Other services (except public administration)$29.92$29.68-$0.24
Professional, scientific and technical services$42.98$42.28-$0.70
Transportation and warehousing$36.24$35.52-$0.72
Forestry, fishing, mining, quarrying, oil and gas$55.15$52.31-$2.84

When we compare wage growth of all the provinces over the previous month, Alberta saw the second BEST performance in change of wages. Alberta also had the highest average hourly wage of all the provinces.

May 2023Jun 2023Change

Despite the increase of 10,600 new jobs to its economy, Alberta saw its unemployment rate remain at 5.7% last month, right where it was in May.

That’s because Alberta’s labour force also increased by 13,100, so, if you have 13,100 more people available to work than in May, but only 10,600 more jobs, then it’s not going to result in a lower unemployment rate.

As far as how it compares with the rest of the country, Alberta’s unemployment rate was the fifth highest. Alberta’s unemployment rate was lower than just 4 other provinces: Newfoundland and Labrador (8.8%), Prince Edward Island (8.2%), New Brunswick (6.4%), and Nova Scotia (6.4%).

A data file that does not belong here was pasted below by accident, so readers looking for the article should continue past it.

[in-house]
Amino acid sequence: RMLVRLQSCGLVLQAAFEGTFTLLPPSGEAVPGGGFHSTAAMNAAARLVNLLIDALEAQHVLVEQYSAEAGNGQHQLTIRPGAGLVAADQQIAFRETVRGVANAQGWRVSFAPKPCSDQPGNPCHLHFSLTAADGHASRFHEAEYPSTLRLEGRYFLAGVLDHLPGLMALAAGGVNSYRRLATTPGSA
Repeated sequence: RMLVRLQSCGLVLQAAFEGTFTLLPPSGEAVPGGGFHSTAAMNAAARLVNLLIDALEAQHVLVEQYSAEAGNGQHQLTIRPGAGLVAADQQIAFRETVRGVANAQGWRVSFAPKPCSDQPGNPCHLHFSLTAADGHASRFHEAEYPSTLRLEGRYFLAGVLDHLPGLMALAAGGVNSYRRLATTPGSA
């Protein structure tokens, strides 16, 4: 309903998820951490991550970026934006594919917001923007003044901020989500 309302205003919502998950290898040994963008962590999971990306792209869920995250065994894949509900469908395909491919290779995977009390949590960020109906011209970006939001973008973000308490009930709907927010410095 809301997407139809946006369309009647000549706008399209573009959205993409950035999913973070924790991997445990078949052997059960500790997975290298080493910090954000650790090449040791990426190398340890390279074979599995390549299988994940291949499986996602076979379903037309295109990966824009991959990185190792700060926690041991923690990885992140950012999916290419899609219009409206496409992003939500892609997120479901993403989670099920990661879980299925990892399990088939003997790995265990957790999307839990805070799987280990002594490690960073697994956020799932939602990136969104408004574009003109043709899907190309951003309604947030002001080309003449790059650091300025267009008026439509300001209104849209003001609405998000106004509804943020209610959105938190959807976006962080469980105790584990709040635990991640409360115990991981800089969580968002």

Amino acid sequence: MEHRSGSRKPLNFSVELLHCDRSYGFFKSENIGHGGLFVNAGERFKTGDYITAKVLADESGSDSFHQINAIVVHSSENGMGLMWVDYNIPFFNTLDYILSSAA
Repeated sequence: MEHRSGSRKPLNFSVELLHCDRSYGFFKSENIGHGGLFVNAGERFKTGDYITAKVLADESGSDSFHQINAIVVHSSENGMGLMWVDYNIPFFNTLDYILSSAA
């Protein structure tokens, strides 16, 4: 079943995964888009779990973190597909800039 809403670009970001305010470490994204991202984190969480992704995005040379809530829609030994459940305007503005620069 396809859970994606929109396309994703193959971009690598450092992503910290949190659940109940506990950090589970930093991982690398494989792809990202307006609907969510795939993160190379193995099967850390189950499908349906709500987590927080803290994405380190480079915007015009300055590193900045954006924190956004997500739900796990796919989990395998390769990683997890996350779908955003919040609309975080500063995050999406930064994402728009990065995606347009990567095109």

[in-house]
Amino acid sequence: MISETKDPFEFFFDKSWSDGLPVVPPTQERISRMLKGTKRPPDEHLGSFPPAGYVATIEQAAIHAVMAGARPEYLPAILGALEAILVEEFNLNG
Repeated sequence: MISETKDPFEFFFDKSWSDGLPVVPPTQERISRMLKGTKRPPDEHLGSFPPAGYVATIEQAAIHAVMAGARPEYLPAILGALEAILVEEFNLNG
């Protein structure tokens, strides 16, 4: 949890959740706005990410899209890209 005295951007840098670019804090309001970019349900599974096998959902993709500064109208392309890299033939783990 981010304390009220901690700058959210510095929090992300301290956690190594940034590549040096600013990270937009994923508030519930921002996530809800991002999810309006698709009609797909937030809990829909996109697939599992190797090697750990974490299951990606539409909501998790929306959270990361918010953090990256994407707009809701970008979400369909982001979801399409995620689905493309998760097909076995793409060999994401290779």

However, it was tied with Ontario, which was also in 5th place with 5.7%

Alberta’s neighbours—BC and Saskatchewan—are at 5.6% and 4.7%, respectively. Manitoba had the lowest unemployment rate, at 4.3%, nearly 1.5 percentage points lower than Alberta’s.

As far as change in unemployment rate, only two provinces—Newfoundland and Labrador, as well as Manitoba—saw decreases. Everyone else saw an increase, except Alberta, of course, which stayed the same.

That being said, Alberta’s unemployment rate in June 2022 was 5.2%, which means that with all the ups and downs in its unemployment rate over the last year, the percentage of the labour force in Alberta that remains without a job has actually increased.

To be fair, most provinces had a higher unemployment rate last month than they had the year before. Newfoundland and Labrador were the only ones who saw a decrease. Québec and Nova Scotia have the same unemployment rate that they had in June 2022. Of those provinces with a higher unemployment rate, Alberta was tied with Ontario for fifth highest increase.

Canada saw an decrease in employment last month, with jobs across the country rose by 59,900, the bulk of which occurred in Ontario, which increased by 55,800. Québec saw the largest decrease, losing 8,400 jobs.

The national unemployment rate sat at 5.4%, up from 5.2% in May.

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By Kim Siever

Kim Siever is an independent queer journalist based in Lethbridge, Alberta. He writes daily news articles, focusing on politics and labour.